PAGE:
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VIP "Best Practices" Guidelines (received 12/28/2000)

Dear VIP Supporter,

We have received so many questions relating to "Best Practices" that I 
decided to circulate the following guidelines. (See below) We will be 
refining these further as time goes by.  

VIP needs your continued support. Won't you take a moment to make a 
tax-deductible on-line contribution to The Voting Integrity Project?  You can 
do that securely and easily:

AOL USERS:
 Click here: VIP - 
How Can I Help? - VIP Needs Your Financial Help!

OR USE THE FOLLOWING URL:
https://secure.entango.com/donate/vrzxUQwGgg8 

VIP "BEST PRACTICES" GUIDELINES

Every jurisdiction's elections are governed by a patchwork of law and 
considerations, and there is simply no "one size fits all" solution.  We 
prefer instead to advocate "best practices."

Here are VIP's "Best Practices" guidelines maximizing election integrity and 
public confidence in election outcomes:

1. Total Transparency & Inclusion in Election Administration -- This means, 
openness from acquisition of system, to employment of system, and access for 
citizens and campaigns to all aspects of the election and documentation 
relating to the election. At every turn, citizen and campaign input should be 
maximized (not just "invited" through an obscure public notification of a 
meeting, but actually solicited through an ongoing multipartisan community 
advisory board). Access must include actual bi-partisan pairs of election 
workers, full documentation of every aspect of the election, open access to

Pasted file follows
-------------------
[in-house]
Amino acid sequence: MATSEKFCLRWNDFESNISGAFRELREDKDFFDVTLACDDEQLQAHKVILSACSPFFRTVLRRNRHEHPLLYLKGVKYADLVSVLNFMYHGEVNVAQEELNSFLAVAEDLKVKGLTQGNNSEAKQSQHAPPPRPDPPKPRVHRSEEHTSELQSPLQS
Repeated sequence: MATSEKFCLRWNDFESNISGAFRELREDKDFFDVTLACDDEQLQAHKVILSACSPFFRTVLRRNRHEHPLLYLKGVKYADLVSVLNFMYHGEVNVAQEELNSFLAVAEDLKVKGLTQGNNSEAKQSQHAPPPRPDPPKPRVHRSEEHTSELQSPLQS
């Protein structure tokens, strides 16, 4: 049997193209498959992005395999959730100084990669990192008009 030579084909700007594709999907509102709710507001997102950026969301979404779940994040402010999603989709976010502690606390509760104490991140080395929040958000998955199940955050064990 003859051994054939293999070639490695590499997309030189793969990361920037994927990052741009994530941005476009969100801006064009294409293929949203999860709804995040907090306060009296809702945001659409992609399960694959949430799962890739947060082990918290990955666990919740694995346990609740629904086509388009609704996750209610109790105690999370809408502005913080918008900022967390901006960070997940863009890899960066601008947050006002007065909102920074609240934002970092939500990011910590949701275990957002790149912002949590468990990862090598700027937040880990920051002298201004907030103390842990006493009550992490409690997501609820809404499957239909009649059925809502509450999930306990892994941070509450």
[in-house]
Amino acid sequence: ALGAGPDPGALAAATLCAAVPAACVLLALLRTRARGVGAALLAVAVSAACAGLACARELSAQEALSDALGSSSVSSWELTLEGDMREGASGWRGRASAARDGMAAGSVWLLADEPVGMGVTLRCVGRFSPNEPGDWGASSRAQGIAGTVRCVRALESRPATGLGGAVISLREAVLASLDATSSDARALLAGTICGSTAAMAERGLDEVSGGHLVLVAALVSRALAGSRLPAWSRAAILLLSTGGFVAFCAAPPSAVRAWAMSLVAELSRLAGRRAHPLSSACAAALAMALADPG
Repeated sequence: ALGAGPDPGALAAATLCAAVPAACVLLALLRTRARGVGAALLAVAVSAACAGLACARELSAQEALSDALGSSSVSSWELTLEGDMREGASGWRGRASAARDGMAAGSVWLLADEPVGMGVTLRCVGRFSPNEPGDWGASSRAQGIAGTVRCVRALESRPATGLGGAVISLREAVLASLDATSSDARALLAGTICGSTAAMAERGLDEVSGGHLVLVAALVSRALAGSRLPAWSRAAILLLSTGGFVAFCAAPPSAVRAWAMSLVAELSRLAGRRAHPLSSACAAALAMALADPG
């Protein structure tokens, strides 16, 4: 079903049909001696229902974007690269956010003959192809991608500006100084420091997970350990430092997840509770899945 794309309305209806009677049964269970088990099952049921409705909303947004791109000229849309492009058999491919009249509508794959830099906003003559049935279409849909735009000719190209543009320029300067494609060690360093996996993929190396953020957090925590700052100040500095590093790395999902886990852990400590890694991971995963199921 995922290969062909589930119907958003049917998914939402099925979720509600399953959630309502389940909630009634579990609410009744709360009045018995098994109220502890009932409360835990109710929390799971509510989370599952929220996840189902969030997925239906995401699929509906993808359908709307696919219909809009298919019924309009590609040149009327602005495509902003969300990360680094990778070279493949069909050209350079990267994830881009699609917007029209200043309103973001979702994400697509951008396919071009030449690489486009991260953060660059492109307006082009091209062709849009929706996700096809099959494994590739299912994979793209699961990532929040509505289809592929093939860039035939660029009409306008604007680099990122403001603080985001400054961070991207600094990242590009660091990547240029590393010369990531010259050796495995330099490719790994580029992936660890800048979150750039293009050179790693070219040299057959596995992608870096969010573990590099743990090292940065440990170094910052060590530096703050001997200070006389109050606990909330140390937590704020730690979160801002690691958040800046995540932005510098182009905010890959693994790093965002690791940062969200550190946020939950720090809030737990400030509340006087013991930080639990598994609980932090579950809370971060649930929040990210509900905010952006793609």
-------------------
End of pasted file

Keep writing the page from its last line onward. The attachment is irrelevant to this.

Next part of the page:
preparation of equipment and ballots, transportation of equipment and 
ballots, counts and recounts, and storage of equipment and ballots. Under no 
circumstances should rules for any aspect of the election be changed once an 
election cycle is underway. Opportunity for arbitrary application of rules 
should be eliminated wherever possible.

2. Redundacy and Audit Trails -- It is very desirable to have maximum 
redundancy and paper audit trails in elections to maximize public confidence 
in election outcomes. No matter what kind of election system is employed, it 
is possible to create redundancy and a paper audit trail through the type of 
protocol employed.  If paper audit trails are not possible, use a control 
device such as VIP's Trapdoor Protocol to ensure that no hidden program can 
manipulate election outcome.

3.  Voter and worker education -- What a first blush often appears to be an 
equipment problem, almost always can be reduced to a voter/worker education 
problem. Thus we advocate that first priority of resources goes to voter and 
worker education about the system and ballot employed. 

4. Sufficient number of well-trained and experienced poll workers l-- Again, 
this is a universal problem. That is why we advocate selecting high school 
seniors for training to fill these roles. In some states, that may require a 
waiver of the law requiring that election workers be registered voters.  By 
using high school seniors for many of these posts, offering them community 
service credits in lieu of stipends, you may also engage that young person as 
a voter for life.

5. Make sure the system serves the community.  If you are forced (for 
resource reasons) to use a low-tier system, then make sure sufficient workers 
and education are brought to bear to avoid voter problems at polls. Employ a 
protocol that permits the voter to tabulate their ballot immediately and 
"perfect" a ballot that is unreadable.

6.  Make sure your voter rolls are clean! Every effort should be made on a 
continuous basis to ensure that legitimate voters' votes are not diluted by 
fraudulent registrations or fraudulent voting of invalid registrations.  Due 
diligence should be performed in a manner which does not disenfranchise -- if 
a registration is identified as questionable, every possible opportunity 
should be given to the registrant PRIOR to the election to clarify or 
validate the registration.  Citzens groups and partisan workers can play a 
big role in helping election offices with this often difficult task.